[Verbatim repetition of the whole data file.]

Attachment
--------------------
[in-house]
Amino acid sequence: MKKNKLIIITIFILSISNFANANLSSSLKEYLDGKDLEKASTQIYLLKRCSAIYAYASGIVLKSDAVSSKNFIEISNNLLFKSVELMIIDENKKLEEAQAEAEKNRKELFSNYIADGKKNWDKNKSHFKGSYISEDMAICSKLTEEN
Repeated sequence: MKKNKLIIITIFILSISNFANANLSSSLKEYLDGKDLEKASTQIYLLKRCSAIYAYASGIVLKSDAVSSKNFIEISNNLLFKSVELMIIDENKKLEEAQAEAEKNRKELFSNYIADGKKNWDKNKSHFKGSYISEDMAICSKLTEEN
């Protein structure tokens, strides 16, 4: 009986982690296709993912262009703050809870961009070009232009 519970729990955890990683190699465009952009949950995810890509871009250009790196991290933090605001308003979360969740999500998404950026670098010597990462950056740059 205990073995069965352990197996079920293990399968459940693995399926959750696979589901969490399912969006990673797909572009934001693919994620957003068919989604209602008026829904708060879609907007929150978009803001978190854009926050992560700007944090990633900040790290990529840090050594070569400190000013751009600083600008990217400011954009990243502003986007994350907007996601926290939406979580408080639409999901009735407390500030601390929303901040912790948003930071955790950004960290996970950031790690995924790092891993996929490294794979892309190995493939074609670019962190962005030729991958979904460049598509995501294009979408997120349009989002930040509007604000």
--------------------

[in-house]
Amino acid sequence: MKKNKLIIITIFILSISNFANANLSSSLKEYLDGKDLEKASTQIYLLKRCSAIYAYASGIVLKSDAVSSKNFIEISNNLLFKSVELMIIDENKKLEEAQAEAEKNRKELFSNYIADGKKNWDKNKSHFKGSYISEDMAICSKLTEEN
Repeated sequence: MKKNKLIIITIFILSISNFANANLSSSLKEYLDGKDLEKASTQIYLLKRCSAIYAYASGIVLKSDAVSSKNFIEISNNLLFKSVELMIIDENKKLEEAQAEAEKNRKELFSNYIADGKKNWDKNKSHFKGSYISEDMAICSKLTEEN
């Protein structure tokens, strides 16, 4: 009986982690296709993912262009703050809870961009070009232009 519970729990955890990683190699465009952009949950995810890509871009250009790196991290933090605001308003979360969740999500998404950026670098010597990462950056740059 205990073995069965352990197996079920293990399968459940693995399926959750696979589901969490399912969006990673797909572009934001693919994620957003068919989604209602008026829904708060879609907007929150978009803001978190854009926050992560700007944090990633900040790290990529840090050594070569400190000013751009600083600008990217400011954009990243502003986007994350907007996601926290939406979580408080639409999901009735407390500030601390929303901040912790948003930071955790950004960290996970950031790690995924790092891993996929490294794979892309190995493939074609670019962190962005030729991958979904460049598509995501294009979408997120349009989002930040509007604000």